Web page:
- Wear and tear. Energy Vault claims the towers will last 30+ years and operate unmanned. Concrete blocks that you pick up thousands of times over that lifespan and put down somewhere else, in windy conditions, wear out quick. Steel cables that continuously roll over pulleys and are subject to 35 tons of load wear out quick. Just like the pulleys, the motors and the lifting arms themselves will be subject to various dynamic loads. An unmanned service life of 30+ years would be much more than amazing, Mike.
- Expect hiccups. These towers consist of several tens of thousands of blocks. That means tens of thousands of movements a day where something may go wrong, especially if the wear increases. If a block gets entangled or falls on its side during lifting, one-sixth of the tower is out of order. At least one-sixth.
- Catastrophic failure. It is even more tricky when no one notices that a block in the (unmanned) tower has defects. If a bad block ends up low in the tower after a few times of shuffling and collapses underneath his colleague blocks atop, this results in a major chain reaction that can permanently disable the entire tower (and it’s expensive foundation).
A very risky ‘breakthrough’ for climate policy
The basic idea of the Energy Vault is to store surpluses of renewable energy for use in moments of shortages. In practice, the tower will mainly compete with gas-fired power stations. It is inconvenient that the towers consist almost entirely of steel and concrete. Two of the most CO2-intensive materials imaginable. Let’s consider the carbon balance per block:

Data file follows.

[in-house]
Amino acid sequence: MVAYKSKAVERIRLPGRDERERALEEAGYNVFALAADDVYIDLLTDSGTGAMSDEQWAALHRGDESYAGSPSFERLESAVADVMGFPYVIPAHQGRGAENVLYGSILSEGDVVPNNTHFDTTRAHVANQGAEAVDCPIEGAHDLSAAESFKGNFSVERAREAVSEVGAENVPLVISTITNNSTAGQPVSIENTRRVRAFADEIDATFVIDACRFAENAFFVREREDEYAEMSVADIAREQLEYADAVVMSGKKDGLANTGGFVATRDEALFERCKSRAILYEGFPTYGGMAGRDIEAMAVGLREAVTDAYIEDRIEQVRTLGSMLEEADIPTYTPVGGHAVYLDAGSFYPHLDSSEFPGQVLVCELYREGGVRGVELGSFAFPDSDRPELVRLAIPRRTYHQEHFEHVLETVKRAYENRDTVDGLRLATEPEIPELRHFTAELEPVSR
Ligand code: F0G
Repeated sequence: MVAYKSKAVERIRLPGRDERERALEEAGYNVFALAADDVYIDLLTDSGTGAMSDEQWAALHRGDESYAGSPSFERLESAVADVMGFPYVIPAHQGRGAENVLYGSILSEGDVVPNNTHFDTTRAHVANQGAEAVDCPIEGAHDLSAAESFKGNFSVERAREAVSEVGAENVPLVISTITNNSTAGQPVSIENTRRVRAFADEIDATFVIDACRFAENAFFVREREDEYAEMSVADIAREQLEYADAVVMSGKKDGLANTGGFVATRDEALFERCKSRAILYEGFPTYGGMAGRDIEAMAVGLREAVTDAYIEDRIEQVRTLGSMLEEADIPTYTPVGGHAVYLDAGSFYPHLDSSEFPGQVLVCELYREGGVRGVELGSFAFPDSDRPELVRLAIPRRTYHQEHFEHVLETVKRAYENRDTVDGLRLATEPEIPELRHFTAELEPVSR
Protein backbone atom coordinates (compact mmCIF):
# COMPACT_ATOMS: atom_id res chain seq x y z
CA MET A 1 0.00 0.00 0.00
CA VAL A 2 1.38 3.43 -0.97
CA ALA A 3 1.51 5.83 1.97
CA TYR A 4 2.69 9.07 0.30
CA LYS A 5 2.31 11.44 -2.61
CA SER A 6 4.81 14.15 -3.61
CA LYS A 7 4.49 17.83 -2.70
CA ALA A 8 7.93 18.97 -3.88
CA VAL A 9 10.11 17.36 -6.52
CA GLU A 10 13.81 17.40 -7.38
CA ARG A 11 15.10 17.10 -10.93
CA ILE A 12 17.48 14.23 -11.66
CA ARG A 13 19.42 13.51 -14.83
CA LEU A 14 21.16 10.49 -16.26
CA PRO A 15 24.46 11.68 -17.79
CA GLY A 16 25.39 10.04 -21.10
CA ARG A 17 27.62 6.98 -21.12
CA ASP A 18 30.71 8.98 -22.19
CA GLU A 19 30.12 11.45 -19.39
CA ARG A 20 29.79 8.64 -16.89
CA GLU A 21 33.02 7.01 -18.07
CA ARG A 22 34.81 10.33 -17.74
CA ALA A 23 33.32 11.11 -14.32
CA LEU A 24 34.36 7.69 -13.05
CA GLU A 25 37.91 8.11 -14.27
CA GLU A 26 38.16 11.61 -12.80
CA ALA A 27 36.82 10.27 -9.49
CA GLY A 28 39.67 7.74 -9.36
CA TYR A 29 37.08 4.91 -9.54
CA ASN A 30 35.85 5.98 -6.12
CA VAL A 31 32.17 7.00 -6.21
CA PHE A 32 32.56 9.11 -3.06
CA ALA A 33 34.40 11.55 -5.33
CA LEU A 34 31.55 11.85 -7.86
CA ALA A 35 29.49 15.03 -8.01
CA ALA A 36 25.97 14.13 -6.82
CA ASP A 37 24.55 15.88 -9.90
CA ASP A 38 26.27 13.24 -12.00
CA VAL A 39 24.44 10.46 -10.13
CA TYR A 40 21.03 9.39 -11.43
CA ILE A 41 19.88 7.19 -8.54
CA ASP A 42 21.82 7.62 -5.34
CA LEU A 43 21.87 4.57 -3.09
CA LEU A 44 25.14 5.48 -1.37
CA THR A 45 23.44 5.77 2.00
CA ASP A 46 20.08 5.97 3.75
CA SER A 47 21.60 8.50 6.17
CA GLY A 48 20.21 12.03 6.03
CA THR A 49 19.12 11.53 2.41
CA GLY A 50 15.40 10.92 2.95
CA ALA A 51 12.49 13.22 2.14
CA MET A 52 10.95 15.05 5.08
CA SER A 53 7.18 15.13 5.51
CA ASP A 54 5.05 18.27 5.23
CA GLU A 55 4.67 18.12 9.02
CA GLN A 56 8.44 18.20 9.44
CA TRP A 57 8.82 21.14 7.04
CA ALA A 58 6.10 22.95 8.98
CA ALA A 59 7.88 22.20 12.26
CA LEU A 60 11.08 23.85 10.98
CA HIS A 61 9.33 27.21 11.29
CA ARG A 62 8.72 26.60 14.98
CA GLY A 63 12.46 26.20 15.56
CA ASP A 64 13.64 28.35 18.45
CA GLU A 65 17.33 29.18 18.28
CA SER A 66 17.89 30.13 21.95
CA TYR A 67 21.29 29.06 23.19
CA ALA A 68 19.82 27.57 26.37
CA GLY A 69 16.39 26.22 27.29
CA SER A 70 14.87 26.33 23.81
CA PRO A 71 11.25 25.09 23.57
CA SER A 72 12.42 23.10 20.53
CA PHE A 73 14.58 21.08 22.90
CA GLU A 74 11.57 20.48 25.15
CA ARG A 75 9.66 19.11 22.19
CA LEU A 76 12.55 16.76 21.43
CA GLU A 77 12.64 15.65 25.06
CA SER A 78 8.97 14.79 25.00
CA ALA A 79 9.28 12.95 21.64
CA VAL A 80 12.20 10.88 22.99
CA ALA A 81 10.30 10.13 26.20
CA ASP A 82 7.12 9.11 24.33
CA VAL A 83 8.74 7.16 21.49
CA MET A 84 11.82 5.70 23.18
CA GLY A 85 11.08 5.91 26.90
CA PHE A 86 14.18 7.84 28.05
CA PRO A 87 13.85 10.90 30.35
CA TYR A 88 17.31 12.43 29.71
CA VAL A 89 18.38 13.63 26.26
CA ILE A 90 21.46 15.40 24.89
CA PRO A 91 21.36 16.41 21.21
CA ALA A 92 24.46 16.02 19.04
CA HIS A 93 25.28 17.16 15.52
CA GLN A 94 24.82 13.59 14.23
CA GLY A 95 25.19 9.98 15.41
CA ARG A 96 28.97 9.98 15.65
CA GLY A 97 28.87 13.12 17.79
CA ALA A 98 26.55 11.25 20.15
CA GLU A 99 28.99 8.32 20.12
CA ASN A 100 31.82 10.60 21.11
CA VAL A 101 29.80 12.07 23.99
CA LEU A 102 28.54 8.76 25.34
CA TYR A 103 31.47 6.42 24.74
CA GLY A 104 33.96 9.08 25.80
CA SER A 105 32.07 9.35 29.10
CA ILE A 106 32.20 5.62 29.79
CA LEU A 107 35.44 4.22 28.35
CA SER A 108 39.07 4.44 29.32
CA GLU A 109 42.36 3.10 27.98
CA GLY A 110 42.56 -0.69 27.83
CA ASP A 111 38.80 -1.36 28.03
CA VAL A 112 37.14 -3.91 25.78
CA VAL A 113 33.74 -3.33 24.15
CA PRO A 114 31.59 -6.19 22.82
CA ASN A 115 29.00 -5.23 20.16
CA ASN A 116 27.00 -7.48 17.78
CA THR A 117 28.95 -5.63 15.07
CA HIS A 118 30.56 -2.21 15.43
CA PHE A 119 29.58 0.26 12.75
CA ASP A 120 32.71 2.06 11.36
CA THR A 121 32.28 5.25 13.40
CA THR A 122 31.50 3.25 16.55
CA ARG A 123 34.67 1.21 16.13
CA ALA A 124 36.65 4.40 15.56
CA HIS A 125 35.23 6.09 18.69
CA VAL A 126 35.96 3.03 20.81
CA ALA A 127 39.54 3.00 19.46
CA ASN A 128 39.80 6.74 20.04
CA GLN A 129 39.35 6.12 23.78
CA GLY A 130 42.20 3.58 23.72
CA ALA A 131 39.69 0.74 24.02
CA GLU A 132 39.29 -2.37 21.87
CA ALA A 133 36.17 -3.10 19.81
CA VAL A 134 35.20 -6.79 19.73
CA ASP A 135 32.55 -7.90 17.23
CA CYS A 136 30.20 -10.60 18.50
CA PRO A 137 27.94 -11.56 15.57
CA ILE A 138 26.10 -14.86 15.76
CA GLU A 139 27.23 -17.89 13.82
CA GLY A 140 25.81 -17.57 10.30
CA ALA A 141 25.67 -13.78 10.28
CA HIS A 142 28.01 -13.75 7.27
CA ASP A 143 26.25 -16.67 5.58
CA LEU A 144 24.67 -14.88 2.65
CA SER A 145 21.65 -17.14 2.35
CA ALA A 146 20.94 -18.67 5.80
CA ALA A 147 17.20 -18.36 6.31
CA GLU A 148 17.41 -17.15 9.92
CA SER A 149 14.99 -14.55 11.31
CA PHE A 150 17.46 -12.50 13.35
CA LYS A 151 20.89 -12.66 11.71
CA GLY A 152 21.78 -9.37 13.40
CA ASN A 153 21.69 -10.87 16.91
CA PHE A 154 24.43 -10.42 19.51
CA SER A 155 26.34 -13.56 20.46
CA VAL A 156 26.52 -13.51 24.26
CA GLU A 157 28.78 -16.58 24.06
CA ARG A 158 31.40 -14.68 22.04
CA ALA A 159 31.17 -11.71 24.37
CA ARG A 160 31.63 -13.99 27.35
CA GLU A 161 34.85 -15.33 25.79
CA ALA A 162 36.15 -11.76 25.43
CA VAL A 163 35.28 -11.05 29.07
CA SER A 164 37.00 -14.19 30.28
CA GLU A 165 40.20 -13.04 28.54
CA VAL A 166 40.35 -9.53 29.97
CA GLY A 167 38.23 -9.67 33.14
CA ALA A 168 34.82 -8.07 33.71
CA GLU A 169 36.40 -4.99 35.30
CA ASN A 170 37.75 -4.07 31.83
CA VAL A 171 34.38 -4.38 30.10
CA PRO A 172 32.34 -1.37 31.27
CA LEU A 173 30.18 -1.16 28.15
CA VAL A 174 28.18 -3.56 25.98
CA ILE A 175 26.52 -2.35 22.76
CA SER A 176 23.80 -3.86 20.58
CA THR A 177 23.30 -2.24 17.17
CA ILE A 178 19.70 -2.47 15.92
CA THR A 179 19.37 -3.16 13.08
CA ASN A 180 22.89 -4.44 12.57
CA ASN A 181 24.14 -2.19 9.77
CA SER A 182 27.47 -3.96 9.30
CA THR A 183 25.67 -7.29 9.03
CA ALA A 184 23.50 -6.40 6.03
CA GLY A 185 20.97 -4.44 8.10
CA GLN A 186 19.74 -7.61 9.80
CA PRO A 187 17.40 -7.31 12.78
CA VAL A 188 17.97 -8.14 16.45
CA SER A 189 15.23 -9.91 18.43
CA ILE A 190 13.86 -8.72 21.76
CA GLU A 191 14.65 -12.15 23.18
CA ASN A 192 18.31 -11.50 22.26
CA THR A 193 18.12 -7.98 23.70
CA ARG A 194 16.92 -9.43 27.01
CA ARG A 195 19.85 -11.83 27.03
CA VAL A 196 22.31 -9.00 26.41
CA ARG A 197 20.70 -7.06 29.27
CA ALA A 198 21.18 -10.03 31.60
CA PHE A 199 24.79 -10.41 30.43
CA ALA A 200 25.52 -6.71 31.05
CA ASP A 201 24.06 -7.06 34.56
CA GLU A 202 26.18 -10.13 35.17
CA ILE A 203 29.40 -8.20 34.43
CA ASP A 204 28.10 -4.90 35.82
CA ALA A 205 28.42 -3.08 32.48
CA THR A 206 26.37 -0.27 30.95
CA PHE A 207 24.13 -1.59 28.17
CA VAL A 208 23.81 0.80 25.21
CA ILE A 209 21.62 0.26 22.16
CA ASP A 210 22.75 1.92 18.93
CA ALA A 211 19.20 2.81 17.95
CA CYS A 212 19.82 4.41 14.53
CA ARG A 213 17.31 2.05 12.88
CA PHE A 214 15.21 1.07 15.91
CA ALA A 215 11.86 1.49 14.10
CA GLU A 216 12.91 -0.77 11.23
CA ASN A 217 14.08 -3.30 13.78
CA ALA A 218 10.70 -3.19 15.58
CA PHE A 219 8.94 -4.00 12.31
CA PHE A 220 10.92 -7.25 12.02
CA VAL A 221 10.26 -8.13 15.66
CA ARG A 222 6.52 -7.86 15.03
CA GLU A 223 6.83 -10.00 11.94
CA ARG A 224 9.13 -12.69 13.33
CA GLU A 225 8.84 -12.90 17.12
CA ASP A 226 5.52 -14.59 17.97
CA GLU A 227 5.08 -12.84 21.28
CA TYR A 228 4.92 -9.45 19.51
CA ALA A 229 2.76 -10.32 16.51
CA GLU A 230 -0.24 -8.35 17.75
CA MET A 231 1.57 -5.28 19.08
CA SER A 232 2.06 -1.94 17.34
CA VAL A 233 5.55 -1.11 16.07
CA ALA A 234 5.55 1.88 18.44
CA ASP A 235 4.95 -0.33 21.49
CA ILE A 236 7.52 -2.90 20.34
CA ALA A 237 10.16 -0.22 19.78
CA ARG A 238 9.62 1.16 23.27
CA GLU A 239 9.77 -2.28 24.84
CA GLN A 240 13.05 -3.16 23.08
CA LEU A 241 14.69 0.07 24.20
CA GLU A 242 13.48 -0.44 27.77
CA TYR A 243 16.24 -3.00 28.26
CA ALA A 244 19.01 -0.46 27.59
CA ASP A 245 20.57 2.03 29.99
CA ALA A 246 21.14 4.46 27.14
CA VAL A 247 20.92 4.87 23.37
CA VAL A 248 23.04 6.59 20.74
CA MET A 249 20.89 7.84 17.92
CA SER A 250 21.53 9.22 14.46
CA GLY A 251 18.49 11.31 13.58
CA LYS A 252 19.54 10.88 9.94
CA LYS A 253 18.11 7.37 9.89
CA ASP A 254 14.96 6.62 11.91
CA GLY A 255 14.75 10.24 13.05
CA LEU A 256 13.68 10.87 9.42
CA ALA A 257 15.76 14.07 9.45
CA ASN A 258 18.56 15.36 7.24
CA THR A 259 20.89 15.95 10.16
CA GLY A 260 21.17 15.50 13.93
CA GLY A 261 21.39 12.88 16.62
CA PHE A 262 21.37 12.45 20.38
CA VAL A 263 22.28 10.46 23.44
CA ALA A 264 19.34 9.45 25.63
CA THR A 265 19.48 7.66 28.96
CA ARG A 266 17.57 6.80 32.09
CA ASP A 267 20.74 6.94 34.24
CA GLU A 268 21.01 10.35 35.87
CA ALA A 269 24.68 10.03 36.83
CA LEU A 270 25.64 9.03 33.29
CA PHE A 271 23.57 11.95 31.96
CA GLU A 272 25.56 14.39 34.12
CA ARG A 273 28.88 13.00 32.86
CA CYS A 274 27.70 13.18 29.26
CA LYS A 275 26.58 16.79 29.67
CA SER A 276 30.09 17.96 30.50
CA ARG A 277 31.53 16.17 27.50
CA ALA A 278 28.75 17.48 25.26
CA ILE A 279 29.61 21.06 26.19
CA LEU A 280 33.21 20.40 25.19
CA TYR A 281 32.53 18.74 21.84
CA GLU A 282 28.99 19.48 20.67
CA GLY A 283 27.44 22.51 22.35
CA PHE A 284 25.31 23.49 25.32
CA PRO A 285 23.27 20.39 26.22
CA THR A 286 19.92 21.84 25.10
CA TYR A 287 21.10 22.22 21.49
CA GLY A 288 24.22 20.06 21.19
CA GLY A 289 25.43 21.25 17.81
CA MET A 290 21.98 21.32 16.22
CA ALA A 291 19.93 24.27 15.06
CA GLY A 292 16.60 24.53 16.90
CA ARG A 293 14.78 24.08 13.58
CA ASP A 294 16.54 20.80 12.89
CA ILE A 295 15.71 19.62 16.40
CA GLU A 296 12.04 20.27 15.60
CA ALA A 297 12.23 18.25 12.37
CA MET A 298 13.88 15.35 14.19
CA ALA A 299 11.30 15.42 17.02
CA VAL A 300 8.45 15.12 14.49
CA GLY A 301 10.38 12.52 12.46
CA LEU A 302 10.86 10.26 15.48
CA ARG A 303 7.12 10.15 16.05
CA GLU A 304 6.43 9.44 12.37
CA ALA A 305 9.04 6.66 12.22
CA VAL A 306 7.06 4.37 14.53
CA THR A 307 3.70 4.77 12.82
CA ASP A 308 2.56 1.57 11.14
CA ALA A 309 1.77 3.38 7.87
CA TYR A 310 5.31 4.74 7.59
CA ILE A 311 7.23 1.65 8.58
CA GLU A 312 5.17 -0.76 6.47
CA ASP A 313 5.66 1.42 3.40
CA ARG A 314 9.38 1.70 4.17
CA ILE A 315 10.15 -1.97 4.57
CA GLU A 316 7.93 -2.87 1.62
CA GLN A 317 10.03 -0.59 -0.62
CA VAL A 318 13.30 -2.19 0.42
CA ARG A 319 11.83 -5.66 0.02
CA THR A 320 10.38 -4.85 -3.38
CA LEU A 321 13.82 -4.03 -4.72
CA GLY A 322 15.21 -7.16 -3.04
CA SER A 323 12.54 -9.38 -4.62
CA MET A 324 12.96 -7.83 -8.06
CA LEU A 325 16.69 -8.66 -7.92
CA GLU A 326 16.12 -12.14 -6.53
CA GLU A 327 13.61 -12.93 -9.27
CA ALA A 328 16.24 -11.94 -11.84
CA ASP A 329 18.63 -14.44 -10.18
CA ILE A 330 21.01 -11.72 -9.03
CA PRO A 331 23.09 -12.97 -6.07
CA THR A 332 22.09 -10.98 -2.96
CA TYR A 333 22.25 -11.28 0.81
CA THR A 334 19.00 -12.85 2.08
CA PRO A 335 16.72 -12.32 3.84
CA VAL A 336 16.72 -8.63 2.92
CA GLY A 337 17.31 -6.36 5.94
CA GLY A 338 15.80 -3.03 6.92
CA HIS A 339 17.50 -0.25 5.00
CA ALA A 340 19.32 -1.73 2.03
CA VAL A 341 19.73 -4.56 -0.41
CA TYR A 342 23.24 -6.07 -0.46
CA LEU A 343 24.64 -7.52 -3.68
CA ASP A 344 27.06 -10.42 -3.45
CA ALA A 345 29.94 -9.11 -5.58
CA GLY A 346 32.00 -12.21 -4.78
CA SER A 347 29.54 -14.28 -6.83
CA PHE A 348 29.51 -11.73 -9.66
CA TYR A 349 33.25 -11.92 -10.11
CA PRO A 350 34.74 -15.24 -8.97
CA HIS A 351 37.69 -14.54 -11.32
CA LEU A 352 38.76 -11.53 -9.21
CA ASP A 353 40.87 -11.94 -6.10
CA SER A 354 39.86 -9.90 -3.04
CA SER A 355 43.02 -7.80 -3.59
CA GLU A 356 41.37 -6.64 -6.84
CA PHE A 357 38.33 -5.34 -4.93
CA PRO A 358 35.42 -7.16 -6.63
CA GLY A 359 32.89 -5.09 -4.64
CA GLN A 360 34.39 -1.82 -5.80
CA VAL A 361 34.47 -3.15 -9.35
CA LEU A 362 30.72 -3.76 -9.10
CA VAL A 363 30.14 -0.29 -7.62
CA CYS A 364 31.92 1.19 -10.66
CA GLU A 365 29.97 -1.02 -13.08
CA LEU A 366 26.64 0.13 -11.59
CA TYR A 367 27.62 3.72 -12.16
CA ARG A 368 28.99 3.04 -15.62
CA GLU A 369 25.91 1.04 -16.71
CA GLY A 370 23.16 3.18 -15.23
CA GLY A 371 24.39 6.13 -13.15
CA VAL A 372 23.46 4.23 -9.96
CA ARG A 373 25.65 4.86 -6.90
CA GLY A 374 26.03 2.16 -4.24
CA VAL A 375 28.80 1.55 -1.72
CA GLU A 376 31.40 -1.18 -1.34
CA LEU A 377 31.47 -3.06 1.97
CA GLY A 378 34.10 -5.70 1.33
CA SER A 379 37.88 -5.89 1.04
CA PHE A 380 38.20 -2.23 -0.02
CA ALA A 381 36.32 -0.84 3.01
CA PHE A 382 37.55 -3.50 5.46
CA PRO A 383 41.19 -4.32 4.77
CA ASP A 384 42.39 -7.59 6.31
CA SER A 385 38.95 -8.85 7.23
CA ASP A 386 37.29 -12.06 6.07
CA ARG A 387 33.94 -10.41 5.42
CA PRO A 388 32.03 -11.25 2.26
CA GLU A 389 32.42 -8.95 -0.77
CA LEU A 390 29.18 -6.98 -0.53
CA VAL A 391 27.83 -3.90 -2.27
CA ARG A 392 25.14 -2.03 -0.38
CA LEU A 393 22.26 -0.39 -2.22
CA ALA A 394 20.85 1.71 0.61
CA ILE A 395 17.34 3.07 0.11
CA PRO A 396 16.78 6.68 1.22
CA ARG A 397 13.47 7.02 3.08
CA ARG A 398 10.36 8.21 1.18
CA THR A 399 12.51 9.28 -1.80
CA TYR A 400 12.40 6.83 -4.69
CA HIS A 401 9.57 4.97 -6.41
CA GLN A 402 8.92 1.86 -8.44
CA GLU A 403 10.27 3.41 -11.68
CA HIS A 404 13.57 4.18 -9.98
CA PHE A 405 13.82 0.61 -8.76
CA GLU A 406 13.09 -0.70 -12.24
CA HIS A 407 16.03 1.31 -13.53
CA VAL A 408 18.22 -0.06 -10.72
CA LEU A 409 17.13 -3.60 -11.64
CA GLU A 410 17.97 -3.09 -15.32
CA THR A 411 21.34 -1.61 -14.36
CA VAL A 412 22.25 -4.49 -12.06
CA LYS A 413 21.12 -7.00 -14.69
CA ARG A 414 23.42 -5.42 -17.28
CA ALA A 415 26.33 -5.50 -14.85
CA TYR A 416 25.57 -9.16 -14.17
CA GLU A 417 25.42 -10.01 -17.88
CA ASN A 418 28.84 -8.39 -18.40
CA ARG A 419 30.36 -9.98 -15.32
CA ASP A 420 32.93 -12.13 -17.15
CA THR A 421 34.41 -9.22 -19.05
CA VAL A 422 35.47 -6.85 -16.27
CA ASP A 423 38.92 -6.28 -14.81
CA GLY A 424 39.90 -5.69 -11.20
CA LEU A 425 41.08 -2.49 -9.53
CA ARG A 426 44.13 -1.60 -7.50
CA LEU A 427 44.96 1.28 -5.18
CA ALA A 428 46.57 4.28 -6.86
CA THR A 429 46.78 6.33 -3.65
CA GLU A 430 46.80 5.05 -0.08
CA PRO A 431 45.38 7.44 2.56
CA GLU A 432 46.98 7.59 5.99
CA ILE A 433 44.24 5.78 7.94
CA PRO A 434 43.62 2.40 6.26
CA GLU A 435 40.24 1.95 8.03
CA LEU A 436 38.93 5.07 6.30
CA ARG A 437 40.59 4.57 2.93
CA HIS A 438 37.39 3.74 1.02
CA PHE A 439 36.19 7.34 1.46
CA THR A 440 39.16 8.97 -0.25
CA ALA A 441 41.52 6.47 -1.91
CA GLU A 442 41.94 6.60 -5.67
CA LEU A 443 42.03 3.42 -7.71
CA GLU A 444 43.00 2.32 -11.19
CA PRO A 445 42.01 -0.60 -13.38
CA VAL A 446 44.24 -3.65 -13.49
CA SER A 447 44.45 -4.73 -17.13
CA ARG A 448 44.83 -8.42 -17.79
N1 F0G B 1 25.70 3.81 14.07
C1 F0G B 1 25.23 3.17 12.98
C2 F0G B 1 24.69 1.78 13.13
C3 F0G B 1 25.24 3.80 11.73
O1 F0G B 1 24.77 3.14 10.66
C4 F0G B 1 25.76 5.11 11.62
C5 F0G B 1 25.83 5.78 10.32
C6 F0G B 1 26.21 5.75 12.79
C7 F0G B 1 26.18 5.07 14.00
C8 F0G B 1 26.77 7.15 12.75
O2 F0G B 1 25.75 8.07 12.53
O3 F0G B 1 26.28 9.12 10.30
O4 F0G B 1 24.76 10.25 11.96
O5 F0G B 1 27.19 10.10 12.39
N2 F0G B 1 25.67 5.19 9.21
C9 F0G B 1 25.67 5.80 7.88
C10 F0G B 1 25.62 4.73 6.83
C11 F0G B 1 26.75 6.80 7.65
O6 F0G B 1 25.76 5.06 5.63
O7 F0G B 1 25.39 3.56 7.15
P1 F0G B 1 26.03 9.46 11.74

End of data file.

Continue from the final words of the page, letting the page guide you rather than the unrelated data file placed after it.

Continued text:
- CO2 emissions during production. The concrete blocks will have to be strong because they bear the weight of all the blocks above. They probably should consist of roughly 15% cement and 4% reinforcing steel – or 5 tons of cement and 1.5 steel per block. For each block produced about 3 tons of CO2 will be emitted just for steel and cement.
- CO2 reduction in use. The Energy Vault stores an average of 5 kilowatt hours (kWh) per block (35 tons, 60 meters, 90% efficiency) per cycle. If we assume that the direct competitor is indeed a gas plant (± 400gr CO2/kWh), Energy Vault saves 2 kilos of CO2 per storage cycle per block.
- Carbon ‘payback time’. Assuming that the towers capacity is fully utilized 200 times a year, it takes about 7.5 years for a block’s production emissions to be offset by saved CO2 emissions from gas plants.
The above concerns only the moving (useful) blocks. With the CO2 emissions related to useless bottom halve, the steel hoisting construction, the foundation, the transport of all materials and the construction itself, you will quickly reach a carbon payback time of over 15 years.
It gets even worse when Energy Vault customers use the towers not for short-cycle but (as advertised) for long-term storage. If the tower is not stacked at least 100 times a year for 30 years straight, this tower will effectively increase carbon concentration in the atmosphere.
In short. This is another innovation that I hope I didn’t understand at all. What do I overlook? The comments are open.
Bron: Energy Vault, Financial Times, Quartz / Imagecredit: Energy Vault